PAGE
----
Expressing and Processing Grief

At times during 2020, it has felt a bit like a constant loop of the “stages of grief,” which range from denial to anger to acceptance. Depending on the day (or even hour), we can go from feeling from sad to being mad to beginning to accept loads of uncertainty.

But grief, of course, is a real emotion and it’s something thousands of Americans are experiencing in different ways right now. We are grieving the loss of people and also our previous lives, which were filled with experiences - like eating in restaurants - and milestones, including birthday parties. And we’re experiencing this grief without traditional coping mechanisms, such as attending religious services or being with family or just getting a hug. 

Instead, we’ve got to move toward the creation of new rituals or the discovery of new passions. But the very first step toward that eventual acceptance? Acknowledgment, recognizing that it’s there and then finding ways to express it. 

Because this grief is different, it will require unique coping mechanisms, which still exist, but they will not look the same. For example, instead of meeting up with friends for coffee, it may mean setting up time for a video conference get-together or going for a walk.

We've got a lot on our plates right now and it’s easy to get bogged down with worries about possible losses in the future. While the “be present” mantra is a popular one all the time, it’s especially important now. Staying focused on the things we do have control over right now can help foster feelings of stability and peacefulness.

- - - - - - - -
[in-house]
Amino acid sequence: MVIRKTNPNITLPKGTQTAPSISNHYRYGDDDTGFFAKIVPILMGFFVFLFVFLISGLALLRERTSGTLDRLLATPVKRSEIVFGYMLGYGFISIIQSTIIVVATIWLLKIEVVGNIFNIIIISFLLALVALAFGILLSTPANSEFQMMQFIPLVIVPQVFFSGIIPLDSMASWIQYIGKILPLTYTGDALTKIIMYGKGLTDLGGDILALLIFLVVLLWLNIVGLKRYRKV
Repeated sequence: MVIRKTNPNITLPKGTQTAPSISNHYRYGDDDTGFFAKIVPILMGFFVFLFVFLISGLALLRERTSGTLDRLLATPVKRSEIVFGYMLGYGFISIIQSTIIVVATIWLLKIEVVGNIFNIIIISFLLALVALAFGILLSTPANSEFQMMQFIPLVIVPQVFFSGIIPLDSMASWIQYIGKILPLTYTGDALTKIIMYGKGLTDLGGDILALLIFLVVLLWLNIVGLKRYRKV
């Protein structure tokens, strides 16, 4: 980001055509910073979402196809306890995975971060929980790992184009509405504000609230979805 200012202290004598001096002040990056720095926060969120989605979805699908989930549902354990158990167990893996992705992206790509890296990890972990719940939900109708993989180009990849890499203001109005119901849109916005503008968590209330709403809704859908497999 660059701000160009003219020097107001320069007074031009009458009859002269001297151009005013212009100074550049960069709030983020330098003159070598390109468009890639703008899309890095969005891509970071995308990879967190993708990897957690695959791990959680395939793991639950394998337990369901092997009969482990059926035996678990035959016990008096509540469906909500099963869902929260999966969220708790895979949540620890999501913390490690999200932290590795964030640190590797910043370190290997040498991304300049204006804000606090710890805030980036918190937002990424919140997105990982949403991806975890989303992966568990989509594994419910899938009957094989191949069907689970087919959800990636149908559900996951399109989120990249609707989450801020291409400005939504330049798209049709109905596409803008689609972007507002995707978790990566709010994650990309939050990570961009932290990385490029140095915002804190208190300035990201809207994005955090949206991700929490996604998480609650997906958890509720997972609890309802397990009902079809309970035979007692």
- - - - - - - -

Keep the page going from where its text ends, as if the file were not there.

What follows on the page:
Finding ways to express grief - whether it’s cooking or playing music or gardening - can provide a physical outlet for those times when grief creates feelings of being stuck or uncertain about what could come next. Accomplishment can come in many forms, even crossing items off a routine to-do list, and it can provide incredible fulfillment. 

If you are experiencing grief and depression that requires greater support and structure to recover, Willow Creek Behavioral Health, offers outpatient group therapy. Enrolling in an outpatient therapy program begins with a phone call. The 24/7 phone line is (920) 328-1220 or toll free at (866) 618-5542. You will be connected with a mental health professional, including the option for a free, confidential in-person assessment the same day.